Tuscaloosa Formation

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Lithostratigraphy: Embayment Megagroup >>Tuscaloosa Formation
Chronostratigraphy: Mesozoic Erathem >>Cretaceous System >>Gulfian Series

Primary source

Willman, H. B., Elwood Atherton, T. C. Buschbach, Charles Collinson, John C. Frye, M. E. Hopkins, Jerry A. Lineback, and Jack A. Simon, 1975, Handbook of Illinois Stratigraphy: Illinois State Geological Survey Bulletin 95, 261 p.

Contributing author(s)

H. B. Willman and John C. Frye


Original description

The Tuscaloosa Formation (Smith and Johnson, 1887, p. 18, 95-117).


Named for exposures along the Tuscaloosa (Black Warrior) River near Tuscaloosa, Alabama.

Other names


Type section

Type location

Type author(s)

Type status

Reference section

Reference location

Reference author(s)

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Stratigraphic relationships

Extent and thickness

It is exposed only locally in extreme southern Illinois and appears to have a patchy distribution (Pryor, 1960; Pryor and Ross, 1962; Ross, 1964). It has maximum thickness of 20 feet but is generally much thinner. The Tuscaloosa is well exposed along the Post Creek Cutoff, Pulaski County (cen. 2, 15S-2E), and in railroad cuts in the Thebes Gorge, 1 mile south of Rock Springs Hollow, Alexander County (SW 21, 15S-3W).


It is largely chert gravel, generally moderately cemented with fine silica or white clay. The chert pebbles, in a matrix of coarse quartz sand, are mainly white or gray, but black pebbles are locally common. Beds of pebbly sand and white clay also are common. The clays are dominantly kaolinite (Pryor and Glass, 1961). The Little Bear Soil occurs in deposits at the base of the Tuscaloosa Formation. Gravel found northeast of Elco in northern Alexander County (SW SE 7, 14S-1W) is probably Tuscaloosa Gravel preserved in sink holes. Local concentrations of gray and black chert pebbles on the upland bedrock surfaces as far north as Kaolin, Union County (SW NW 2, 12S-2W), are probably residual or reworked from the Tuscaloosa.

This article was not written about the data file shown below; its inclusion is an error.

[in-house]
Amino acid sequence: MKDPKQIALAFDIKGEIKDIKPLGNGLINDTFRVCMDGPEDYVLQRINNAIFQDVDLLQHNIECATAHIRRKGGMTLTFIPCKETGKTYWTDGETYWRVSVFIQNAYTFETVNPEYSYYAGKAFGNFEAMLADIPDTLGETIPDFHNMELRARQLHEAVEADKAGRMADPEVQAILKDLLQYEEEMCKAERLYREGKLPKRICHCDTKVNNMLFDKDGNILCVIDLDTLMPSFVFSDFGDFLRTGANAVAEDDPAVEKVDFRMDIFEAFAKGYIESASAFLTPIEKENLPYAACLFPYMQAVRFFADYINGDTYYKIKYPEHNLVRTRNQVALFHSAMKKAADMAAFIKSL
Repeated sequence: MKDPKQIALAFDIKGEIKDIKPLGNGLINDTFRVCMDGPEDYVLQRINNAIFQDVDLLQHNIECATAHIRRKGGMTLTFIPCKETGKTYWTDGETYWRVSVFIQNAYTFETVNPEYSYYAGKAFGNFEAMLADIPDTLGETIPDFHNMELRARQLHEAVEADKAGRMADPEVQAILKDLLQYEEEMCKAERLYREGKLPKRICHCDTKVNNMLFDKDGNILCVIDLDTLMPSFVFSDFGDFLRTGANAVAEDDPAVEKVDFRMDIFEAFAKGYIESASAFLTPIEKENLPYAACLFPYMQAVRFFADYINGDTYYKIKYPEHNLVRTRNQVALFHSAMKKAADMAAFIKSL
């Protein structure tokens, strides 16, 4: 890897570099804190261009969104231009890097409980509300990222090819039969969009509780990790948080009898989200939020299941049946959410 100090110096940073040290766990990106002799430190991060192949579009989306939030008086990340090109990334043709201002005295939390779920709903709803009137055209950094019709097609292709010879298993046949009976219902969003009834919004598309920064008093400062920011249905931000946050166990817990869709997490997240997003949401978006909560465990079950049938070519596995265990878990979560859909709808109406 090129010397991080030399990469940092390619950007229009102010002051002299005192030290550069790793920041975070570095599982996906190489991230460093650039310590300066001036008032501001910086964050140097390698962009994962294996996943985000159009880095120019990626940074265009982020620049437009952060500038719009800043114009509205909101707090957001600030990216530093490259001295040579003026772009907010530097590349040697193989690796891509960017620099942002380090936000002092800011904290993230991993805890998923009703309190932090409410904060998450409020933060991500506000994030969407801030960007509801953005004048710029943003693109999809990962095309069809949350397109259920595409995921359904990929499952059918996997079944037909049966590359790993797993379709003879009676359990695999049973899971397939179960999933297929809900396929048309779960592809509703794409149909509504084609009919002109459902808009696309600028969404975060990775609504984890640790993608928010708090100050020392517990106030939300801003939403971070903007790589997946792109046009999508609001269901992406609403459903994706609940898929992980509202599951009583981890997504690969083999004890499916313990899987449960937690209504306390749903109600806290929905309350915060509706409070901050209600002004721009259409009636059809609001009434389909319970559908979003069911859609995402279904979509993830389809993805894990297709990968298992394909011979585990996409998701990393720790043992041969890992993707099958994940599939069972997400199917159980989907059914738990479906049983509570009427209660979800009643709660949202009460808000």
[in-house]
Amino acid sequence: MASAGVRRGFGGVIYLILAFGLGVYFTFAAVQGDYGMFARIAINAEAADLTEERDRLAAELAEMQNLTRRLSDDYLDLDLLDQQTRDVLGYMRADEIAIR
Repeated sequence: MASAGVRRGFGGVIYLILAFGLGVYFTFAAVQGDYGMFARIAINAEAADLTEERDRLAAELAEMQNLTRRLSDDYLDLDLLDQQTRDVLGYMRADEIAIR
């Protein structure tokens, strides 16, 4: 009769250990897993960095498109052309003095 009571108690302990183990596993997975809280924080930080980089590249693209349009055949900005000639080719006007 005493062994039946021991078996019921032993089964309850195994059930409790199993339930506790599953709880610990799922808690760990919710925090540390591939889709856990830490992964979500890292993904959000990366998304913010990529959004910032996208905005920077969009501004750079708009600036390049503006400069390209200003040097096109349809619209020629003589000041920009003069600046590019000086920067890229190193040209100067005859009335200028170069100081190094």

Well log characteristics


Age and correlation

The Tuscaloosa in Illinois is similar in lithology and stratigraphic position to the Tuscaloosa of Kentucky and Tennessee, but it is a transgressive deposit and may be younger than the type Tuscaloosa.

Environments of deposition

Economic importance



PRYOR, W. A., 1960, Cretaceous sedimentation in upper Mississippi Embayment: American Association of Petroleum Geologists Bulletin, v. 44, p. 1473-1504; Illinois State Geological Survey Reprint 1960-J.
PRYOR, W. A., and H. D. GLASS, 1961, Cretaceous-Tertiary clay mineralogy of the upper Mississippi Embayment: Journal of Sedimentary Petrology, v. 31, p. 36-51; Illinois State Geological Survey Reprint 1961-M.
PRYOR, W. A., and C. A. ROSS, 1962, Geology of the Illinois parts of the Cairo, La Center, and Thebes Quadrangles: Illinois State Geological Survey Circular 332, 39 p.
ROSS, C. A., 1964, Geology of the Paducah and Smithland Quadrangles in Illinois: Illinois State Geological Survey Circular 360, 32 p.
SMITH, E. A., and L. C. JOHNSON, 1887, Tertiary and Cretaceous strata of the Tuscaloosa, Tombigbee, and Alabama Rivers: USGS Bulletin 43, 189 p.

ISGS Codes

Stratigraphic Code Geo Unit Designation